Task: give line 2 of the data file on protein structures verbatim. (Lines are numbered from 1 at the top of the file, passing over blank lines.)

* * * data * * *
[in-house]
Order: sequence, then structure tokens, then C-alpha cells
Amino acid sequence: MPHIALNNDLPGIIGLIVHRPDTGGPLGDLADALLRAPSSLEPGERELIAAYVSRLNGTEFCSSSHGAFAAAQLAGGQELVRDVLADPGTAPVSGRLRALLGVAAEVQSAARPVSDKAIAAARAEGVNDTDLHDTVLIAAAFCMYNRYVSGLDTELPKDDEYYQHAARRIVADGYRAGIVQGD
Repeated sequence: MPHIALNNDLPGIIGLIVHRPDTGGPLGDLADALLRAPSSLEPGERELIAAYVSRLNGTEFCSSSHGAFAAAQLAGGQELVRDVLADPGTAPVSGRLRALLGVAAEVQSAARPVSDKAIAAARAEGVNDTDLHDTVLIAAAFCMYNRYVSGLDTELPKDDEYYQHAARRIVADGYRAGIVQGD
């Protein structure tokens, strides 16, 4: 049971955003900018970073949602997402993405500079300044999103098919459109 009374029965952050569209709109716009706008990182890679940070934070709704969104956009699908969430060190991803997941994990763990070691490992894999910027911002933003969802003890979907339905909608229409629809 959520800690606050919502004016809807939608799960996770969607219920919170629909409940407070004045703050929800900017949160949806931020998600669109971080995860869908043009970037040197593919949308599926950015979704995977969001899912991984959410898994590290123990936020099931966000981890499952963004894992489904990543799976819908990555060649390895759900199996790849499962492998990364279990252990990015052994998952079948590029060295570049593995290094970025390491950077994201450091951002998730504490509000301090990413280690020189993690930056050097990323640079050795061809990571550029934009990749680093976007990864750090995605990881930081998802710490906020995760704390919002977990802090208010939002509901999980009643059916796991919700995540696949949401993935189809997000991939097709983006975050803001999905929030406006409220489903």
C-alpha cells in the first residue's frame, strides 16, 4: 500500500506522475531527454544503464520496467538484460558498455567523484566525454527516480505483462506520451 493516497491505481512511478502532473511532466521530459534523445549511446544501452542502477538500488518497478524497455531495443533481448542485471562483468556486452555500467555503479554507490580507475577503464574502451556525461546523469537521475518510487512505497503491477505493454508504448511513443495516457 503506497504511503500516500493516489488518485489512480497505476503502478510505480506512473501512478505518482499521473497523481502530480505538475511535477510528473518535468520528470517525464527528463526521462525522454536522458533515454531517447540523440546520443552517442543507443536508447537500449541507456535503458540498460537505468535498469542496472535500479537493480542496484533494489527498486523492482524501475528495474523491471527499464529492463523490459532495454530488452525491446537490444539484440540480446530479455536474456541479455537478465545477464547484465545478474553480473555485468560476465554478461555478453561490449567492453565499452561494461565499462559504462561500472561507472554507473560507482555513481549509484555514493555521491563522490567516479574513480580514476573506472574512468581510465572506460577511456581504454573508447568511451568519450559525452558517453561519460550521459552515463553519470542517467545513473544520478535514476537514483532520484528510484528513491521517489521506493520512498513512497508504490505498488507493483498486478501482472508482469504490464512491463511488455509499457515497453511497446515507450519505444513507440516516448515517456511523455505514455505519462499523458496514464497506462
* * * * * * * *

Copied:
Order: sequence, then structure tokens, then C-alpha cells